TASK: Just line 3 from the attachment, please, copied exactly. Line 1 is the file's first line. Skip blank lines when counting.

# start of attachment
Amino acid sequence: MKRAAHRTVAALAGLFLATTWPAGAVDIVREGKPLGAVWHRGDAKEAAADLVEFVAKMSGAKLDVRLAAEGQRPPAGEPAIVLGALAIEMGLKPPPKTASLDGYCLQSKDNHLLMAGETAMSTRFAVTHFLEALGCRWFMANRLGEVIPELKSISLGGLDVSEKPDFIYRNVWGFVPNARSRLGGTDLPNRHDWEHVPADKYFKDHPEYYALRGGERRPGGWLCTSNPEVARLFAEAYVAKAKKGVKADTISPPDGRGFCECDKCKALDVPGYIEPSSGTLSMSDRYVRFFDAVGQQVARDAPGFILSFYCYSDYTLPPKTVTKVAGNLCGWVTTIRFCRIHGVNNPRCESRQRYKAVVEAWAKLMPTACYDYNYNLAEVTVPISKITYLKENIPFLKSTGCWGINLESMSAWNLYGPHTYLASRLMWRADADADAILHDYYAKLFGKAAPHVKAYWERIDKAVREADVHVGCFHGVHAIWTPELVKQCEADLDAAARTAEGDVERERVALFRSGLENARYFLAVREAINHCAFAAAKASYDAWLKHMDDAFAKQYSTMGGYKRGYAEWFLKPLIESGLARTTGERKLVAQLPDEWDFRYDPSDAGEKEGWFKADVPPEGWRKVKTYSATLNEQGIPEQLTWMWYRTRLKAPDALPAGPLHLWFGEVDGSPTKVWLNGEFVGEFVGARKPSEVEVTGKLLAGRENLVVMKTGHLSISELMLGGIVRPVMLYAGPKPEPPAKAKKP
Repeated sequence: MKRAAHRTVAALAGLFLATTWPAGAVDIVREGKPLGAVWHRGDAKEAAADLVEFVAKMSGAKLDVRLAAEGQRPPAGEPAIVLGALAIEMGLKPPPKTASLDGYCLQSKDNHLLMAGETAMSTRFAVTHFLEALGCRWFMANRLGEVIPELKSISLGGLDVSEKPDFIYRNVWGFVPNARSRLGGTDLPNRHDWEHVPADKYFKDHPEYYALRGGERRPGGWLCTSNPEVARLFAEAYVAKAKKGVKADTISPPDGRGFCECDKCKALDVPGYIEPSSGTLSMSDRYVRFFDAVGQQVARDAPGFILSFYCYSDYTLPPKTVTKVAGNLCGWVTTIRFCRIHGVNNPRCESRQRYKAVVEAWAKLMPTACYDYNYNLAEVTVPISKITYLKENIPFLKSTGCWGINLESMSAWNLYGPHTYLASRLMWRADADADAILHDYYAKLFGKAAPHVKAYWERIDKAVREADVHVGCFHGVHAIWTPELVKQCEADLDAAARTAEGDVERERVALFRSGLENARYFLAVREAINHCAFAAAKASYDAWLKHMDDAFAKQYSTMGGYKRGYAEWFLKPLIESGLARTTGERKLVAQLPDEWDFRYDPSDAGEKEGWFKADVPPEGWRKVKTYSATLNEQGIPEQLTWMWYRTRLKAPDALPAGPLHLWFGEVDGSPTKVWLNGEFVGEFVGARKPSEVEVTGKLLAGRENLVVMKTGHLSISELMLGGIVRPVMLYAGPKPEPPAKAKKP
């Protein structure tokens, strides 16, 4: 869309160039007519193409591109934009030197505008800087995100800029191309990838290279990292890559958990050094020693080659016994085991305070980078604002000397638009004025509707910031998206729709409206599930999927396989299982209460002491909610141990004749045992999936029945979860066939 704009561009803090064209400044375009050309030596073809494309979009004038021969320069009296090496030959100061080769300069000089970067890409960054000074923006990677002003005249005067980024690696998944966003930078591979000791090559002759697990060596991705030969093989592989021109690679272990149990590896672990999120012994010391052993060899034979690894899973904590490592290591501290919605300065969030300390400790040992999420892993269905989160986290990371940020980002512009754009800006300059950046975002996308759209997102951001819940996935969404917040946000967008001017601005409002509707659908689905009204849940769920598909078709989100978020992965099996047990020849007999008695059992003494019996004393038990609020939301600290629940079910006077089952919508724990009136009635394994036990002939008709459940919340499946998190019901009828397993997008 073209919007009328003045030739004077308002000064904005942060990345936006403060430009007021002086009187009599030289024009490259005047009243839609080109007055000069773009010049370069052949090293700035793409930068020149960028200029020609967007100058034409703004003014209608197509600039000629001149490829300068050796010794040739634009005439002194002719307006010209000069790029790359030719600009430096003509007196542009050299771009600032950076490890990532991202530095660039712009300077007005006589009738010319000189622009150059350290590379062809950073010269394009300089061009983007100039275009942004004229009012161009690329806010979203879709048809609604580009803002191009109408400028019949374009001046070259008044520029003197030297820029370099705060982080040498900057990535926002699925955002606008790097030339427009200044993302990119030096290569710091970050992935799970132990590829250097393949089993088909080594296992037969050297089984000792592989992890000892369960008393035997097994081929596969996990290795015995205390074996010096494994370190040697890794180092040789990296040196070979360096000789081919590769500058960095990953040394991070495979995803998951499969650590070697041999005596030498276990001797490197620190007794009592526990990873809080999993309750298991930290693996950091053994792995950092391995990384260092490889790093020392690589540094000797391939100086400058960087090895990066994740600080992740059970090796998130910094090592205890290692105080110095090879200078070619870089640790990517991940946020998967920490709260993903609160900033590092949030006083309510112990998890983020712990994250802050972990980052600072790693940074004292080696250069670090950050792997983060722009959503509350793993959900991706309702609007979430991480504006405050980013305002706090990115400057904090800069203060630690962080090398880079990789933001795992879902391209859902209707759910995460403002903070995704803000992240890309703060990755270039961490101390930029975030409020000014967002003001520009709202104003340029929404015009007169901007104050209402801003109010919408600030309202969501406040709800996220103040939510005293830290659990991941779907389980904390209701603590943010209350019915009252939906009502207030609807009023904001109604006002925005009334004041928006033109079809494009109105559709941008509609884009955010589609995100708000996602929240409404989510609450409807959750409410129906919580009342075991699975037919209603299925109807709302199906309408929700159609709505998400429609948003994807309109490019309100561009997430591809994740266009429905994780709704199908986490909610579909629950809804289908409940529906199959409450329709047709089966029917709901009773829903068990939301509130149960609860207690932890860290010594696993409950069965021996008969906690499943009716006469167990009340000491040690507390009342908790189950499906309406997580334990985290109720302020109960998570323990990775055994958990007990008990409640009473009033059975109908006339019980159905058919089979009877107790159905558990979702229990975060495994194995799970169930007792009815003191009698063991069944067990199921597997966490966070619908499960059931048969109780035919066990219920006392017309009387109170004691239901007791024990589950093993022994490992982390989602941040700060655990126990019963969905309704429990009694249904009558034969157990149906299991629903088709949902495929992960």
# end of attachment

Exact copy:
């Protein structure tokens, strides 16, 4: 869309160039007519193409591109934009030197505008800087995100800029191309990838290279990292890559958990050094020693080659016994085991305070980078604002000397638009004025509707910031998206729709409206599930999927396989299982209460002491909610141990004749045992999936029945979860066939 704009561009803090064209400044375009050309030596073809494309979009004038021969320069009296090496030959100061080769300069000089970067890409960054000074923006990677002003005249005067980024690696998944966003930078591979000791090559002759697990060596991705030969093989592989021109690679272990149990590896672990999120012994010391052993060899034979690894899973904590490592290591501290919605300065969030300390400790040992999420892993269905989160986290990371940020980002512009754009800006300059950046975002996308759209997102951001819940996935969404917040946000967008001017601005409002509707659908689905009204849940769920598909078709989100978020992965099996047990020849007999008695059992003494019996004393038990609020939301600290629940079910006077089952919508724990009136009635394994036990002939008709459940919340499946998190019901009828397993997008 073209919007009328003045030739004077308002000064904005942060990345936006403060430009007021002086009187009599030289024009490259005047009243839609080109007055000069773009010049370069052949090293700035793409930068020149960028200029020609967007100058034409703004003014209608197509600039000629001149490829300068050796010794040739634009005439002194002719307006010209000069790029790359030719600009430096003509007196542009050299771009600032950076490890990532991202530095660039712009300077007005006589009738010319000189622009150059350290590379062809950073010269394009300089061009983007100039275009942004004229009012161009690329806010979203879709048809609604580009803002191009109408400028019949374009001046070259008044520029003197030297820029370099705060982080040498900057990535926002699925955002606008790097030339427009200044993302990119030096290569710091970050992935799970132990590829250097393949089993088909080594296992037969050297089984000792592989992890000892369960008393035997097994081929596969996990290795015995205390074996010096494994370190040697890794180092040789990296040196070979360096000789081919590769500058960095990953040394991070495979995803998951499969650590070697041999005596030498276990001797490197620190007794009592526990990873809080999993309750298991930290693996950091053994792995950092391995990384260092490889790093020392690589540094000797391939100086400058960087090895990066994740600080992740059970090796998130910094090592205890290692105080110095090879200078070619870089640790990517991940946020998967920490709260993903609160900033590092949030006083309510112990998890983020712990994250802050972990980052600072790693940074004292080696250069670090950050792997983060722009959503509350793993959900991706309702609007979430991480504006405050980013305002706090990115400057904090800069203060630690962080090398880079990789933001795992879902391209859902209707759910995460403002903070995704803000992240890309703060990755270039961490101390930029975030409020000014967002003001520009709202104003340029929404015009007169901007104050209402801003109010919408600030309202969501406040709800996220103040939510005293830290659990991941779907389980904390209701603590943010209350019915009252939906009502207030609807009023904001109604006002925005009334004041928006033109079809494009109105559709941008509609884009955010589609995100708000996602929240409404989510609450409807959750409410129906919580009342075991699975037919209603299925109807709302199906309408929700159609709505998400429609948003994807309109490019309100561009997430591809994740266009429905994780709704199908986490909610579909629950809804289908409940529906199959409450329709047709089966029917709901009773829903068990939301509130149960609860207690932890860290010594696993409950069965021996008969906690499943009716006469167990009340000491040690507390009342908790189950499906309406997580334990985290109720302020109960998570323990990775055994958990007990008990409640009473009033059975109908006339019980159905058919089979009877107790159905558990979702229990975060495994194995799970169930007792009815003191009698063991069944067990199921597997966490966070619908499960059931048969109780035919066990219920006392017309009387109170004691239901007791024990589950093993022994490992982390989602941040700060655990126990019963969905309704429990009694249904009558034969157990149906299991629903088709949902495929992960």